Photo by Maria Rose Ferre: http://www.flickr.com/photos/mrosa-ferre/
El MolinoEl Molino in Barcelona
Avinguda Paral·lel is one of the main streets of the city of Barcelona, dividing the Ciutat Vella, Eixample and Sants-Montjuïc districts. It receives this name because it is (unlike any other street in Barcelona) parallel to the Equator. It runs from Plaça d'Espanya, where the city’s exhibition halls are located, to the seafront, Plaça de la Carbonera, and the passenger ship port, dividing the neighbourhood of Poble Sec (on the side of Montjuïc) from the neighbourhoods of Sant Antoni and El Raval. It was officially inaugurated on October 11th, 1894.
Wall Street and 'Europe’s theatre street'
Over time, the term 'Wall Street' has become a metonymy for the financial markets of the US as a whole. Just as Wall Street is most known for being the American financial sector (even if financial firms are not physically located there), Avinguda Paral·lel is most known for its theatres, as well as cabarets and erotic shows from the beginning of the 20th century. It was known as 'Europe’s theatre street' at the core of Barcelona’s nightlife.
Wall Street is the home of the New York Stock Exchange, the world’s largest stock exchange by market capitalisation, and the Paral.lel is the home of El Molino. This was once one of the city’s most renowned cabarets, one of the most famous in Europe during the 20th century.
As is currently happening with the banking sector, El Molino has always been considered a space that transgresses the allowable limits; a space where one is able to escape the strictures of the time.
In the last two decades, the importance of El Molino has diminished greatly. We can perfectly see the correlation between that cabaret and the situation of the most important US banks during the last financial crisis.
The bursting of the US housing bubble, which peaked in 2006, caused the values of securities tied to US real state to plummet, damaging financial institutions globally. Like Merrill Lynch and Lehman Brothers, once two of the best investment banks in the world, El Molino was once one of the city’s most renowned businesses and one of the most popular in Europe... even if the cash was flying in a different way.
Unfortunately, in November 1997 the cabaret had to close its doors, 10 years before the investment bank Merrill Lynch announced it would write-down $8.4 billion in losses associated with the national housing crisis. Meanwhile, Lehman Brothers declared bankruptcy in 2008.
Nevertheless, a few years later the two sectors are living in better situations. In 2008, Bank of America purchased Merrill Lynch, and in October 2010, the new El Molino once again opened its doors (following a €12 million refit) with the show, Made in Parallel.
Nowadays, Merrill Lynch is the investment banking division and wealth management and division of Bank of America. With over 15,000 financial advisors and $2.2 trillion in client assets, it is the world’s largest brokerage. At Global Trader Investments we expect a brilliant future for the bank, one of our favourite companies to invest in, if the world’s economy can finally recover from the crisis, the worst financial crisis since the Great Depression of the Thirties.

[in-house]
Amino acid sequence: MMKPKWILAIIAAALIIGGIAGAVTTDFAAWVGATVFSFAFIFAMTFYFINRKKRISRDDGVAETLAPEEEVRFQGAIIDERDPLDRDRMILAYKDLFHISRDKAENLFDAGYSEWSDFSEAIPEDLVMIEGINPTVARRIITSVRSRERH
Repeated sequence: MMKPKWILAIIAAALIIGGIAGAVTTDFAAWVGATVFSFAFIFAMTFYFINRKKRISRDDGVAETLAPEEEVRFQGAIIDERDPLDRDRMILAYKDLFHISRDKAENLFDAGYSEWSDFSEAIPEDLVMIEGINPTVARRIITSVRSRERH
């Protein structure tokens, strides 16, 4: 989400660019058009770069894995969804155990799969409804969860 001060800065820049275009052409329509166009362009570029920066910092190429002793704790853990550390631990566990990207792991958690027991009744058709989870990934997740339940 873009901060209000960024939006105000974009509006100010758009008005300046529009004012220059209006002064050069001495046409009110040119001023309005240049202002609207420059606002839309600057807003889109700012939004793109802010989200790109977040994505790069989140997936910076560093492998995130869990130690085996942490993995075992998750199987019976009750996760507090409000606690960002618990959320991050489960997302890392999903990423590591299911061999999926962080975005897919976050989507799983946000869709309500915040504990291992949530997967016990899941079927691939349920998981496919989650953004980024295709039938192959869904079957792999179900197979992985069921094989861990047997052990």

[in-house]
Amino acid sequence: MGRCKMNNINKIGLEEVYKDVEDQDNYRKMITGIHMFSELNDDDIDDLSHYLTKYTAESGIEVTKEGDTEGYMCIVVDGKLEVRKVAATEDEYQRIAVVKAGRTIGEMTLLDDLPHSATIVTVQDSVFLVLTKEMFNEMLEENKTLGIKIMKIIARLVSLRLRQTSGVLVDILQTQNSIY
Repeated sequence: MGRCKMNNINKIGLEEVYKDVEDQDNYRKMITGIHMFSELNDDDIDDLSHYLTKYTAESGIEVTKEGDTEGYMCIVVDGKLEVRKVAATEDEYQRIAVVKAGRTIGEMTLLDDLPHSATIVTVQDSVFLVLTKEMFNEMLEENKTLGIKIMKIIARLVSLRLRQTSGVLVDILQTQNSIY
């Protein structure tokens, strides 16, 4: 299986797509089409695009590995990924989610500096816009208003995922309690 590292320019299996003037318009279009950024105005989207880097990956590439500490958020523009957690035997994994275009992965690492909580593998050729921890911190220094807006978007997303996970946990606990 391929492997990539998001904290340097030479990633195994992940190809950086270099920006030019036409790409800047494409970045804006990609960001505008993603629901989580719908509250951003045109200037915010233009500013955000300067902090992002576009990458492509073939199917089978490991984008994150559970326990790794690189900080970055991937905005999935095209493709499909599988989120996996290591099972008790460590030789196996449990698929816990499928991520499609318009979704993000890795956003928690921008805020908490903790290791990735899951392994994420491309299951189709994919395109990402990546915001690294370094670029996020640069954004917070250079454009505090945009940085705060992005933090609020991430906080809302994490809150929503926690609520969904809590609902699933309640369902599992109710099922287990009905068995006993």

Bank of America is an example of sector recovery. There are two factors holding the company:
The first is litigation risk. Since the financial crisis, the bank has paid tens of billions of dollars to settle lawsuits related principally to the origination of faulty mortgages.
The second factor is costs. The principal operational culprit behind the bank’s uninspiring profitability is its mortgage-servicing division. Thanks to higher regulatory requirements and lower-quality mortgages, Bank of America has found itself throwing money in this direction. Thus, the faster it can shrink the affiliated operations, the better. And that’s exactly what Bank of America has done, reducing the size of its mortgage-servicing portfolio by nearly 30 percent on a year-over-year basis.
Today, as with the global financial system, Avinguda Paral·lel is trying to reach better times. We have clear examples of big bets that are being made to revitalise the area: El Molino has reopened, Sala Apolo continues to be a leading concert hall in the city, but above all we see that great personalities are betting big on it. Several restaurants have decided to settle there, expecting a promising future. It’s the case of Ferran and Albert Adrià’s Tickets restaurant—the Adrià brothers are bringing to the city the best recipes from the world-famous but now closed El Bulli, once run by Ferran Adrià.
What happened in Wall Street has a strong resemblance to what is happening in Barcelona's Avinguda Paral·lel. Hopefully in both cases the transgression will not exceed the ethical limits allowed. I personally think that a bright future is awaiting.
Lluís Cònsul is the founder of Global Trader Investments, Ltd. He is an Independent Financial Analyst, Private Investment Manager and Blogger (click here to read his blog). He is a Graduate of Business Administration and Management, and PDD by IESE, and he is a Stock and Futures market expert across Europe, Asia and the US.
The views and opinions expressed above reflect those of the author. They are not intended as financial advice from Metropolitan nor do they necessarily express the views of the publisher.